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Taxicab Commissioner Linton Steps Down After Transformational Tenure

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The man responsible for getting credit card payments into D.C.'s cabs has left his post. D.C. Taxicab Commission Chairman Ron Linton has resigned.

Ron Linton
Ron Linton

Linton inherited a mess. Many of D.C.'s taxis were old and only took cash, and drivers were resistant to change. Appointed in 2011, he soon faced the rise of Uber, too, leading to three years of regulatory battles with the popular on-demand limo and ridesharing app. Now 85, Linton is moving on.

"Ron Linton can be very proud of his legacy in Washington, D.C.," says John Boit of the Taxicab, Limousine and Paratransit Association, which represents cab companies in D.C. He says Linton improved the shabby state of many Washington taxis.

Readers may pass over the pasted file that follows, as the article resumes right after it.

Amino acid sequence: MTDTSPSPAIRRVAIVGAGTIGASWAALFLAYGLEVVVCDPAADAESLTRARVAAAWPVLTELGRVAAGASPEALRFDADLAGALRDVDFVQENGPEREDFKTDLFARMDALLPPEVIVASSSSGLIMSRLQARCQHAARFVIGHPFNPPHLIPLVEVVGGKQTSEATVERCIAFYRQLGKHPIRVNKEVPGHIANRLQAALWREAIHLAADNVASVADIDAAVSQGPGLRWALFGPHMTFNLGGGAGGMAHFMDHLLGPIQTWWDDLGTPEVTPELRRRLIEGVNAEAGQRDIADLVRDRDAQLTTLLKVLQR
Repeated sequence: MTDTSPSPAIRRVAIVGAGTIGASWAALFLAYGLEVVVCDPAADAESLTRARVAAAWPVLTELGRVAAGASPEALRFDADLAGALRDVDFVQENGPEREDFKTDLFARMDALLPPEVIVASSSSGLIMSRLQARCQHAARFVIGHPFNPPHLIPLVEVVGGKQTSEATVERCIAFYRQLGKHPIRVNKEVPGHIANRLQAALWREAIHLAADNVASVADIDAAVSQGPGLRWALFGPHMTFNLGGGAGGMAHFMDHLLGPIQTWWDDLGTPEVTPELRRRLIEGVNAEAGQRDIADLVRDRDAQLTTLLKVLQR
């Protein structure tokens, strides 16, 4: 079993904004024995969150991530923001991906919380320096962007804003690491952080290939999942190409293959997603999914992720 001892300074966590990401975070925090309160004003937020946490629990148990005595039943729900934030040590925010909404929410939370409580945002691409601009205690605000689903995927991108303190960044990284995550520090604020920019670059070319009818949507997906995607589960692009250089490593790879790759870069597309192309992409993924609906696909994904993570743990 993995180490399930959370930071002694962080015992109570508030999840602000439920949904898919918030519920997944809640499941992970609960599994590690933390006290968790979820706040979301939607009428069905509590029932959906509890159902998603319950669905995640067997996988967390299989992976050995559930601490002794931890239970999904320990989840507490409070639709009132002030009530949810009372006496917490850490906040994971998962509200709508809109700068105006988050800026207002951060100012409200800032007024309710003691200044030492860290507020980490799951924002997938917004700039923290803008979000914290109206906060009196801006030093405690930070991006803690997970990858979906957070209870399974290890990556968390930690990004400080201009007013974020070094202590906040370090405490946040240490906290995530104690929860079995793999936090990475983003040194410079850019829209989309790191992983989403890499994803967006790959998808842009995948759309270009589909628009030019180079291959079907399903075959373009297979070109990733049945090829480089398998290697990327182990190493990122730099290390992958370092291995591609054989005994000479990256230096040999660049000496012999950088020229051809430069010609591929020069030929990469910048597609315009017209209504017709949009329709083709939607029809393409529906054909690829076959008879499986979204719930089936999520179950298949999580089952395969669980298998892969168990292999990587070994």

"For years, Washington was the worst taxi market in any major city in the United States," Boit says. "Credit cards, lighted taxi signs, and soon a uniform color scheme for taxis — these are all the hallmarks of Ron Linton's tenure."

Weeks before leaving his post, Linton proposed an universal e-hail app for D.C. cabs to help them compete with Uber. The former chairman tried, but failed to convince the D.C. Council to strictly regulate Uber, which is blamed for a significant drop in taxi business here and in other cities.

Mayor Muriel Bowser replaced Linton with Eric Rogers, who will serve as interim director of the D.C. Taxicab Commission. Rogers used to be the administrator at the D.C. Department of Consumer and Regulatory Affairs.

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